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Long Ears in High Society
Susan Davis
May 17, 1993
The shameless mule is making inroads among the equine upper crust in dressage and (sob) jumping
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May 17, 1993

Long Ears In High Society

The shameless mule is making inroads among the equine upper crust in dressage and (sob) jumping

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The current mule mania is largely due to the discovery that well-bred mules have the ability to perform well in equine sports and that they also have the temperament for pleasure riding. And mules' affinity for humans and their muscular strength are especially suited to dressage, the equine discipline that's half ballet and half aerobics and demands superior conditioning and coordination from both the mount and its rider. Even at the five training levels in which mount and rider concentrate on moving in straight lines and large circles, on gait changes and novice lateral work—in which the animal moves sideways by crossing its legs—strength and control are essential. The intermediate and Grand Prix levels (which include trotting and cantering sideways, trotting in place and doing pirouettes at a canter) require the mount to have extraordinary athleticism and sensitivity to the rider.

Hodges is doing some of the most advanced mule dressage work in the country. Bea and three other Lucky Three mules are at the second level of dressage, and Lucky Three Sundowner was the third-level world-champion dressage mule in 1992. All perform a choreographed dressage program as part of Hodges's eight-mule quadrille team.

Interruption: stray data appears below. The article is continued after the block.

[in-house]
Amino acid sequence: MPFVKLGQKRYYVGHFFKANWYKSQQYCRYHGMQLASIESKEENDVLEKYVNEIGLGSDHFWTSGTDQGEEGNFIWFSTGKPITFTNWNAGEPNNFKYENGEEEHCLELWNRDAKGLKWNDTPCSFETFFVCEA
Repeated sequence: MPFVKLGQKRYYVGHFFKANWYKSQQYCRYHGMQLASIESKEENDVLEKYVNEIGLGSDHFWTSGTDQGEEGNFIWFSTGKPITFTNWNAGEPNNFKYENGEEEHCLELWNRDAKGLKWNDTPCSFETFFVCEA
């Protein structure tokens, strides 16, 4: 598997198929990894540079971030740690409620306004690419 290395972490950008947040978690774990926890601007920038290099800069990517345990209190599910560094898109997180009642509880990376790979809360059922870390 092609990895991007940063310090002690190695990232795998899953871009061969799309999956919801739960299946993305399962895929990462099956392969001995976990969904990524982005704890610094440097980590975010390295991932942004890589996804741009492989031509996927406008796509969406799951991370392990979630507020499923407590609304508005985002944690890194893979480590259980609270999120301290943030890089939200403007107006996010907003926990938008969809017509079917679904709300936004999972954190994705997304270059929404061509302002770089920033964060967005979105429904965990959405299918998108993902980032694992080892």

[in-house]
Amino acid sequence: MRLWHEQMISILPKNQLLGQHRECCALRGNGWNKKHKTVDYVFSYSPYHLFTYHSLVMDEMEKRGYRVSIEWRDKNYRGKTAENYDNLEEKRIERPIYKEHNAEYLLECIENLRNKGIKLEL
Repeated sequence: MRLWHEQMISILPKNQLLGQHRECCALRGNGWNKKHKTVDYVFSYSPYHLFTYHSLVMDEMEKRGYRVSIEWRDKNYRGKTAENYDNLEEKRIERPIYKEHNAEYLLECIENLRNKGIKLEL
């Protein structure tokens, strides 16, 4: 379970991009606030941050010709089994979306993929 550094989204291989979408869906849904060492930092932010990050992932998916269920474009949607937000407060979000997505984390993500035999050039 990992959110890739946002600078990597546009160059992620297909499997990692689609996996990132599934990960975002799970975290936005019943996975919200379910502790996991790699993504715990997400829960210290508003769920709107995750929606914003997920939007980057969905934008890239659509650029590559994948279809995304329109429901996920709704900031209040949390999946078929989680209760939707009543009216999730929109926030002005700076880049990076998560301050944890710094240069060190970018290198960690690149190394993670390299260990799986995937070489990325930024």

Mules now compete in more than 200 all-mule shows around the U.S., a fourfold increase in a decade. Some meets include races—usually 100-yard to three-furlong distances (a mule runs a quarter of a mile about two seconds slower than a quarter horse)—and Western classes, including reining (the animal docs figures in the center of a ring and is judged on its responses to rein pressure), barrel-racing and pole-bending (the animals run a slalom course) classes. Mule meets also often include English classes such as pleasure riding, jumping and dressage. The biggest show in the country is Mule Days, held each May in Bishop, Calif. The four-day event draws 50,000 people and determines world champions in a number of classes, including dressage, races, gymkhana and jumping. In 1992 Spots Illustrated, a white Appaloosa mule, won top all-around mule in the English classes.

Mules are also beating horses at their own games. In the open novice division, Mac Bea C.T placed second out of 72 entries in combined training events at the Abbe Ranch Horse Trials in Larkspur, Colo., in 1992 and was second in a combined driving event in 1992. Sue Sally Hale, one of the first women admitted to the U.S. Polo Association, had a polo-playing mule. Garon Stutzman of Clifton, Va., rides his thoroughbred mule, Hillary Clinton, in the Bull Run Hunt Club's fox hunt and the Howard County Iron Bridge Hunt in Virginia. In fact, Stutzman is the whipper-in of the hunt, the man who keeps the hounds together. He says Hillary is perfect as a whipper-in mount because she has tremendous stamina and is not afraid of the sound of a whip or a pistol. She jumps anything, including barbed wire and fallen trees, and her thick hide makes it easier for her to crash through brambles. "She may not be as fast as the horses, but she's a doggone good animal for this sport," he says.